When a group of professors in statistics, marketing and information technology at the University of Wisconsin-Milwaukee gathered in the fall of 2011, the purpose of their task force was less about discussing the feasibility of creating a graduate certificate in business analytics and more about finally starting the process toward a defined program.
“We knew this was doable because we have the resources and faculty,” said Layth Alwan, a faculty member at the school who teaches the certificate’s required gateway course, Analytical Models for Managers.
Alwan explained that the composition of the school was already highly focused in the areas of statistics and quantum reasoning, with specialized faculty and access to leading data software, so the transition to a certificate program was a natural one.
They also knew the need was there. The task force looked at several worldwide surveys, by Gartner and IBM, which revealed that data analytics is the top priority among CFOs, and other surveys showed data analysis a high priority.
The task force’s interest in building a program was validated. “We decided in the end to position ourselves to try to deliver an analytics product,” said Alwan, explaining that the program builds on the faculty’s expertise in information technology management, marketing and statistics.
The program, which officially started the 2013 spring semester, is fully online, which means educators can reach students outside the school’s geographical base. Another property of the certificate program is its broad subject matter, from statistical and predictive modeling to business intelligence and reporting, and data and text mining to web analytics and marketing analytics.
The faculty members of the six courses operate cross-functionally. Alwan teaches the gateway course required of everyone in the program. Students must then choose four of the remaining five courses.
No other requirements are necessary, but Alwan noted that courses do include group data projects that incorporate a variety of popular software programs and analytics and data mining tools, including Python, SAS, IBM SPSS, and Excel. “We want the students to swim in data,” he said. “It’s a good variety of software exposure.”
All the courses now part of the program were previously in existence at the university, but were tailored for the online certificate program, Alwan explained. This past spring, nearly half of the 20 students enrolled in his class were part of the certificate program.
“We are expecting at least 10 coming into my class for the fall,” he added, explaining that students range from complementing their masters, to the MBA crowd to industry people who want to increase their skills.
Jennifer Ehmcke is one such student. With an undergraduate degree in computer information systems and an MBA, Ehmcke was working for a recruiter and unsure of her next step. She began poking around on career sites and found many of the jobs were in analysis. With her 11-year background as a computer programmer and software engineer, Ehmcke decided to take a look at the newly-established graduate certificate at UWM.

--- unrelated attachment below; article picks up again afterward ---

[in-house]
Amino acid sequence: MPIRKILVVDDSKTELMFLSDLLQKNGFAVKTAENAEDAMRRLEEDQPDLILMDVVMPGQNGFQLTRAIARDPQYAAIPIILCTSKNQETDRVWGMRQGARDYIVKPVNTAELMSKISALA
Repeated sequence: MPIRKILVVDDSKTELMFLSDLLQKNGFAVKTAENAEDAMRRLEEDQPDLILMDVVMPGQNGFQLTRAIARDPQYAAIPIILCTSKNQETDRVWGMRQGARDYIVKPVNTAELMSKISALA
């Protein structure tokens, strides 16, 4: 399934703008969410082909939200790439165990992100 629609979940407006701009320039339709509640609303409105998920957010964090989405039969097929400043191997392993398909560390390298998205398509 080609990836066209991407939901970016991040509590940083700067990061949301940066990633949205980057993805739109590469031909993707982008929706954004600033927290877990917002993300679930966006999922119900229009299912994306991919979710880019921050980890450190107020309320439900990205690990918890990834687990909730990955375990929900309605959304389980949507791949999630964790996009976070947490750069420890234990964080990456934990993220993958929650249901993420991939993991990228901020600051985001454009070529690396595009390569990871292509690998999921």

“I had already taken the first class [taught by Alwan] and really enjoyed it, said Ehmcke, 38, a Milwaukee native. She enrolled this past semester and since she had already taken a number of the classes, she is set to finish in December.
“Big data isn’t going away… it was a good direction for me,” she said, adding that although she was a little nervous at first about the online structure, she has really enjoyed it. “There are videos of the lectures, so if I didn’t understand I could go back… in class you have to raise your hand and ask [the professor] to repeat.”
Ehmcke also already has a job lined up in June in project management and business analytics. “I will be able to apply stuff that I am learning now,” she said, explaining that she got the job through the university’s career services.
Alwan said he hopes to expand the certificate program, but for now, the school is looking at how the program will serve current and upcoming students.
“We want these people to be comfortable and appreciate data,” said Alwan, adding that the end result will be students getting jobs at companies where they can directly assist in making good business decisions.
• Program founded in 2012; online only
• Cost: each course, $2,500; entire program, $12,500
• Curriculum is 15 credits (five three-credit classes), including one required course. Courses in the curriculum include: Analytical Models for Managers (required), Business Forecasting Methods, Web Mining and Analytics, Marketing Analytics, Database Marketing, Business Intelligence Technologies & Solutions
• A maximum of 6 credits from the Certificate in Business Analytics may also count toward other graduate degrees at the University of Wisconsin at Milwaukee
• Students must complete all certificate courses within 3 years of initial enrollment in the certificate program